Cheryl – Indiana

Cheryl’s Story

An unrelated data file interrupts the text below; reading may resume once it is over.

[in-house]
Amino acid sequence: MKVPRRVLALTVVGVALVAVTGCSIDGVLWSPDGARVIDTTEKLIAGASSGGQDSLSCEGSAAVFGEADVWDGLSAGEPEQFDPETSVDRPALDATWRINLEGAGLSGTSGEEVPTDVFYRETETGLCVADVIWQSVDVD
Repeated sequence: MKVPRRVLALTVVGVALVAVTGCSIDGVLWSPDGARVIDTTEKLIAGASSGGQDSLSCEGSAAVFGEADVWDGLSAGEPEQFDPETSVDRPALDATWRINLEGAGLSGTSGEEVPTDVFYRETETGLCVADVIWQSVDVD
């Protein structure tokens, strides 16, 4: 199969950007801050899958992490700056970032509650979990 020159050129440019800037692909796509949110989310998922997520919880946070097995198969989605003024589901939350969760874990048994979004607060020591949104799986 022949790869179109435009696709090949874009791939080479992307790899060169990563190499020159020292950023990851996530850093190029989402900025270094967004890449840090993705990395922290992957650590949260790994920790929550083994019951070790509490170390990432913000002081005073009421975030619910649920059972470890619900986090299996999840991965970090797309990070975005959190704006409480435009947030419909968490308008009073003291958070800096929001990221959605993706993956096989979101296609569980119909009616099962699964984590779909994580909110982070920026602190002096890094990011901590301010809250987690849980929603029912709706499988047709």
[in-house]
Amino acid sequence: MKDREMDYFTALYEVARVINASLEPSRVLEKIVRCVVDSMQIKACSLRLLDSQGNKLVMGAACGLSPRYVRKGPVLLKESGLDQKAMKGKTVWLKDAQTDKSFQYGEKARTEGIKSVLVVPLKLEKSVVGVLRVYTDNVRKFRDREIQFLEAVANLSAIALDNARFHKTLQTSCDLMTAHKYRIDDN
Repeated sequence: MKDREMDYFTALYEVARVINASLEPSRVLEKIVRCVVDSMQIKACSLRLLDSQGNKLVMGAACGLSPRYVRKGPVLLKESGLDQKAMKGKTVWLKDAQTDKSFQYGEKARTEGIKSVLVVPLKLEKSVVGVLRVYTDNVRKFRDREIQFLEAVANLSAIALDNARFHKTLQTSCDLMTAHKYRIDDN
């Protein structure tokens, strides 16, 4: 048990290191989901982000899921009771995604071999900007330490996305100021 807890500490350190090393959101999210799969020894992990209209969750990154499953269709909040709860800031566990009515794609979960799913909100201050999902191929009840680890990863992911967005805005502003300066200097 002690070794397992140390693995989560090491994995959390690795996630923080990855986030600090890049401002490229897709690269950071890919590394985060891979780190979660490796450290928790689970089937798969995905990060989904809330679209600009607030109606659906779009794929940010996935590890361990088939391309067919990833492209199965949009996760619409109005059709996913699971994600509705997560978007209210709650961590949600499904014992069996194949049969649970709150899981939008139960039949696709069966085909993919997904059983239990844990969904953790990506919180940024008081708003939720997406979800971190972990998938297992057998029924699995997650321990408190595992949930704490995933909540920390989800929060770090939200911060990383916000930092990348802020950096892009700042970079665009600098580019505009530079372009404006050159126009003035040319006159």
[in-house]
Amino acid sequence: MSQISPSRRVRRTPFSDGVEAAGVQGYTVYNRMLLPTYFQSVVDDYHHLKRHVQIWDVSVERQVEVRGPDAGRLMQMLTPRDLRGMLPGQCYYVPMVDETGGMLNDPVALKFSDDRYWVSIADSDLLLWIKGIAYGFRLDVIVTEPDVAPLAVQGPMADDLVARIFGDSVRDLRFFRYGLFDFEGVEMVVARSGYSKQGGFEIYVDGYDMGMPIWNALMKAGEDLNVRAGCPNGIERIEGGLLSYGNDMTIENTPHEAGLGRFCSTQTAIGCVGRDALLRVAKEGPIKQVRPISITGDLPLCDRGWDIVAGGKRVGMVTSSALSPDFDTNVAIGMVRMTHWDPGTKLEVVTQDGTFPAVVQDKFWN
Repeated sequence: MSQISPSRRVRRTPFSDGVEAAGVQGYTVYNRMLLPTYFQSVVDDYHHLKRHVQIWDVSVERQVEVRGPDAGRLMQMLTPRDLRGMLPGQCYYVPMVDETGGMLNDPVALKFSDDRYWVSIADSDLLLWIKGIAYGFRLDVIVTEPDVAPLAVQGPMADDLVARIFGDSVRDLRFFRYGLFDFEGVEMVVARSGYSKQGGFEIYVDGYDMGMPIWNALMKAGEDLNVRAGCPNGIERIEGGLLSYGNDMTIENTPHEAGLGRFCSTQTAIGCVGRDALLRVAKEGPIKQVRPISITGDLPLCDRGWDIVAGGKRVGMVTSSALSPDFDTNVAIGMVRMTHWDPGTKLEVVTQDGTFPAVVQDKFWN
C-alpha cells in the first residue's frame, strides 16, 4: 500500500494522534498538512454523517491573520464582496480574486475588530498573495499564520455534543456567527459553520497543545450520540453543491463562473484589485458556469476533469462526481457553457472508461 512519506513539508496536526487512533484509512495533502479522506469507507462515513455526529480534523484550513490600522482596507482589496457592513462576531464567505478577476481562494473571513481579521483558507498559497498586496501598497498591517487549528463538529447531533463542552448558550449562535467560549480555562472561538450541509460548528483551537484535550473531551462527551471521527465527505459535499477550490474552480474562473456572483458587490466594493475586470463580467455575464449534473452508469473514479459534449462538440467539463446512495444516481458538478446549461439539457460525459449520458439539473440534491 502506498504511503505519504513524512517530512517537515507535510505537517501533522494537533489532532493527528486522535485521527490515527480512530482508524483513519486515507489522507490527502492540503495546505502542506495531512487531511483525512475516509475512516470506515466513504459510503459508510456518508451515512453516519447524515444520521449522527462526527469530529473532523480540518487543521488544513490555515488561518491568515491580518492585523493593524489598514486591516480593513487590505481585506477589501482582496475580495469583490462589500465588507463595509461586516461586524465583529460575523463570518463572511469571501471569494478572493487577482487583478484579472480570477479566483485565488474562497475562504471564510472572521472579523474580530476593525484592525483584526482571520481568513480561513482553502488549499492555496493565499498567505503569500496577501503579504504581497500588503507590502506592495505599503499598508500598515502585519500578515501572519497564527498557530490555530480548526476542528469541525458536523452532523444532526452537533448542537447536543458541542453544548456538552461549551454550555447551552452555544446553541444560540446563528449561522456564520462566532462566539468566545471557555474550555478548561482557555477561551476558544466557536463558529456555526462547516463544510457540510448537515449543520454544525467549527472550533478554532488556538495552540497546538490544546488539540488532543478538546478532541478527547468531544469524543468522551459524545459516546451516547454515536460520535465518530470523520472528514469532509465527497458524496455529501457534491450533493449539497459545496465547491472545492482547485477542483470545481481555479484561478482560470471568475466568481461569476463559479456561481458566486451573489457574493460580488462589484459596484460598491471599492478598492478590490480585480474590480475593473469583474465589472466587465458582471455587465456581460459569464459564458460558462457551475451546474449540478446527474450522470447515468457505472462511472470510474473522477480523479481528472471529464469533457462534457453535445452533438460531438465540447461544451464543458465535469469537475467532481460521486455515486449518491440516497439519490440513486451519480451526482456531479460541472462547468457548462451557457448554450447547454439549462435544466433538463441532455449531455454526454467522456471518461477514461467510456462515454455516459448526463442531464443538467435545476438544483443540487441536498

My elderly father, now deceased, had a series of strokes. Then, he had a worse stroke. It was determined that chips of plaque were coming loose in his carotid and moving up to the brain, and a procedure was done to clean the carotid. His Medicare Advantage Plan had a $5,600 out of pocket maximum, and by the time the procedure was done, he owed that much. This, we understood, as that was the terms of the plan. However, I was very distressed about what came after. The hospital said that he needed a period in skilled nursing during recovery from the stroke and the surgery, which we could clearly see. He could not even drink without choking, unless someone was pinching the straw. He could not walk at all without 2 assistants, and he could hardly sit up in a chair. His speech was very affected (before the procedure), and he was still struggling to speak. The hospital said that the Medicare Advantage Plan had denied the stroke rehabilitation facility they suggested, but they gave us some other options. We chose the one that was closest to our home, so that we could at least visit often. Within days, we got a letter that the insurance would not pay for his rehabilitation. My elderly mother was very upset, and it almost made her sick. They said he did not even need physical or occupational therapy. We were shocked. He could not even scoot up to a comfortable position in his bed at the facility when we were ready to leave for the night without my husband and I pulling him up. I could clearly see, by the wording of their denial, that this was a robo-denial, and that they had not even looked at his recent medical records. I had to file an appeal, but the deadlines were very tight, and they were slow in mailing us the paperwork. This was a complicated process, and my Dad could not sign his name in a way that looked like his normal signature. We had to take a notary with us to witness his signature. (I was not yet a POA, so I couldn’t sign for him.) After we mailed in the appeal, they requested that even more paperwork be sent in, again, needing a signature, and again, with a tight deadline. We had to get a notary again to go with us to witness his signature, and he was still barely able to do more than scribble. A short time after the appeal process was completed, I received a phone call at work. I don’t even know how they got my number. The Medicare Advantage Plan representative was asking me to send an email to withdraw the appeal, because he said the denial did not refer to the facility where he was taken, but only referred to the hospital recommended facility that they had already said they were not agreeing to. I was having a busy day at work, and was uncomfortable receiving that type of calls at my workplace. I told him I would have to go back and look at the original denial. When I looked at it again, it was as I remembered; it mentioned nothing about any particular facility. It simply gave all kinds of inaccurate information about why rehabilitative services were not needed. I called the insurance back and told the person that had called that I could not withdraw the appeal because no particular facility was mentioned and because the denial made all types of statements about his medical condition that were not true. He then told me that the insurance was not going to cover this, anyway, because it did not get pre-certified. The hospital had told us that this facility would be okay, so we thought that had already been taken care of. I was so upset, I thought I was going to have a stroke of my own. My Dad was going to need at least 2 months of in-facility rehabilitation, so I knew that the bill would likely be about $20,000.00. I had to go to the clinic where I worked to have my blood pressure checked, as I felt like I was about to pass out. I struggled with this Medicare Advantage plan for months. Every vacation day that year was for the purpose of calling the insurance. Finally, after constant effort, I got the rehabilitation facility bill paid. After he was released, he needed some outpatient therapy. I never got a letter of denial for that, so I thought it was all okay. After almost a year, I got an email at work from the rehabilitation facility. Again, I was caught off guard, and I felt like I was going to be sick. It was actually around $3,000.00 that they were saying he owed (posted in two increments) that had not been paid, but the way the $700.00 component looked on the initial spreadsheet I viewed, I thought it was saying $70,000.00. We never did get the insurance to pay that bill, but because my husband ardently complained that they had not filed proof that it had been pre-certified, the facility finally agreed to write off the $3,000.00. A short time after that, we got notice that this Medicare Advantage Plan was being pulled from the market. We took that letter to a local insurance broker to try to figure out what to do, as both of my parents had pre-existing conditions. We were told that the notice was their “get out of jail free card”. It enabled us to put them in a Plan F Medicare supplement without a pre-existing condition review, which we would not have been able to do otherwise. After that, we never had trouble with the Plan F, because the law requires that they pay their 20% of whatever Medicare designates as the total cost. At their age, Plan F was expensive, but it was worth it. We did have some trouble after that with billing errors (the provider’s issue), but those issues were much easier to resolve. My husband and I decided we never wanted Medicare Advantage. We also planned to choose Plan F, when became eligible. We knew that old people often get too confused to deal with deductibles, etc., and end up paying things they don’t owe because of billing errors they don’t catch. My husband became disabled and had to go on Medicare early, but in Indiana, Medicare Advantage was his only option before the age of 65. I was so afraid of Medicare Advantage, I kept him on my workplace insurance, which was chopping the heck out of my paycheck, but which still had a high deductible and a high maximum out of pocket. After the experience with my father, I was afraid to deal with a Medicare Advantage plan again. By the time he was 65, Plan F was no longer an option. He took Plan G. At least it had a small deductible, but it is still likely to cause confusion when we get very elderly. I still very much prefer it to Medicare Advantage. My husband has had a lot of health problems, so I have struggled with private, for-profit insurance my whole life. I feel like half of my life has been spent on the phone with insurance companies. Worse, my husband almost died once, and was left with a lot of long-term damage, because of the actions of utilization review when he was in the hospital with a massive DVT and PE. I was so looking forward to having Medicare with a Plan F supplement, for both of us, and now I find out they are doing this direct contracting (conveniently renamed ACO reach). This will undermine original Medicare and may eventually kill it. If we get stuck on Medicare Advantage or some other type of private insurance for the rest of our lives, I hope that God will take us home soon, rather than leaving us here to spend the whole remainder of our lives fighting with insurance. I don’t know that I can do this, when I get really old, and my husband is already incapable of dealing with these types of phone calls, computer navigation, and paperwork.